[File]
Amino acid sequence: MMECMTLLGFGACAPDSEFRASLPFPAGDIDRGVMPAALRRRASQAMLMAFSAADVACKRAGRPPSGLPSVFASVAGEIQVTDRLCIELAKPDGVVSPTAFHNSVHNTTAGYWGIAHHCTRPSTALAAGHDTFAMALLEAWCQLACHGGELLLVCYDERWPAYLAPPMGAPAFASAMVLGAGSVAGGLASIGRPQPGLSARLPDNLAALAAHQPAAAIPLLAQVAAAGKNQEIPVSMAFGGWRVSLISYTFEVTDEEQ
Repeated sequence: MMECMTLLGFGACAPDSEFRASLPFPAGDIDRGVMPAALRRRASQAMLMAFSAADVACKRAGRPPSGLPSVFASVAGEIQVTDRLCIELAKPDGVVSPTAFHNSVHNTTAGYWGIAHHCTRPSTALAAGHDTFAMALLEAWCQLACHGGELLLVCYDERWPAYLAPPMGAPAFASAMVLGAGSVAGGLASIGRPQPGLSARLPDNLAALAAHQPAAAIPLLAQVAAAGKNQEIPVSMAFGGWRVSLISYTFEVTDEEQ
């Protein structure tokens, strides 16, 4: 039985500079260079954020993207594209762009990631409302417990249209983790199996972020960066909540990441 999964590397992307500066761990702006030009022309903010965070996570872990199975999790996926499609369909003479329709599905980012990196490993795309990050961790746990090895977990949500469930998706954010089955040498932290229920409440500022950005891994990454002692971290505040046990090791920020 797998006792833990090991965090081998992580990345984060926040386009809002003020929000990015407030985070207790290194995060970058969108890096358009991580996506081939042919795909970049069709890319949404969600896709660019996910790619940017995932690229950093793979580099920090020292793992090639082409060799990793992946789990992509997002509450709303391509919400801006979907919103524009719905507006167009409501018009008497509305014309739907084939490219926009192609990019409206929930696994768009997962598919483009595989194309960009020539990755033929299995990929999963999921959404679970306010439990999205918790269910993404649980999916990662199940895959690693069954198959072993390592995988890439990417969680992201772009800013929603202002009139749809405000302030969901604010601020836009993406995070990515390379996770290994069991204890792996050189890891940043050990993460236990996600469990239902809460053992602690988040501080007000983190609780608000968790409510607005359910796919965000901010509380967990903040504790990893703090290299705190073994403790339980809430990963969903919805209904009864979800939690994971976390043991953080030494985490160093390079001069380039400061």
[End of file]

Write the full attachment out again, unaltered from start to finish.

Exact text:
Amino acid sequence: MMECMTLLGFGACAPDSEFRASLPFPAGDIDRGVMPAALRRRASQAMLMAFSAADVACKRAGRPPSGLPSVFASVAGEIQVTDRLCIELAKPDGVVSPTAFHNSVHNTTAGYWGIAHHCTRPSTALAAGHDTFAMALLEAWCQLACHGGELLLVCYDERWPAYLAPPMGAPAFASAMVLGAGSVAGGLASIGRPQPGLSARLPDNLAALAAHQPAAAIPLLAQVAAAGKNQEIPVSMAFGGWRVSLISYTFEVTDEEQ
Repeated sequence: MMECMTLLGFGACAPDSEFRASLPFPAGDIDRGVMPAALRRRASQAMLMAFSAADVACKRAGRPPSGLPSVFASVAGEIQVTDRLCIELAKPDGVVSPTAFHNSVHNTTAGYWGIAHHCTRPSTALAAGHDTFAMALLEAWCQLACHGGELLLVCYDERWPAYLAPPMGAPAFASAMVLGAGSVAGGLASIGRPQPGLSARLPDNLAALAAHQPAAAIPLLAQVAAAGKNQEIPVSMAFGGWRVSLISYTFEVTDEEQ
């Protein structure tokens, strides 16, 4: 039985500079260079954020993207594209762009990631409302417990249209983790199996972020960066909540990441 999964590397992307500066761990702006030009022309903010965070996570872990199975999790996926499609369909003479329709599905980012990196490993795309990050961790746990090895977990949500469930998706954010089955040498932290229920409440500022950005891994990454002692971290505040046990090791920020 797998006792833990090991965090081998992580990345984060926040386009809002003020929000990015407030985070207790290194995060970058969108890096358009991580996506081939042919795909970049069709890319949404969600896709660019996910790619940017995932690229950093793979580099920090020292793992090639082409060799990793992946789990992509997002509450709303391509919400801006979907919103524009719905507006167009409501018009008497509305014309739907084939490219926009192609990019409206929930696994768009997962598919483009595989194309960009020539990755033929299995990929999963999921959404679970306010439990999205918790269910993404649980999916990662199940895959690693069954198959072993390592995988890439990417969680992201772009800013929603202002009139749809405000302030969901604010601020836009993406995070990515390379996770290994069991204890792996050189890891940043050990993460236990996600469990239902809460053992602690988040501080007000983190609780608000968790409510607005359910796919965000901010509380967990903040504790990893703090290299705190073994403790339980809430990963969903919805209904009864979800939690994971976390043991953080030494985490160093390079001069380039400061």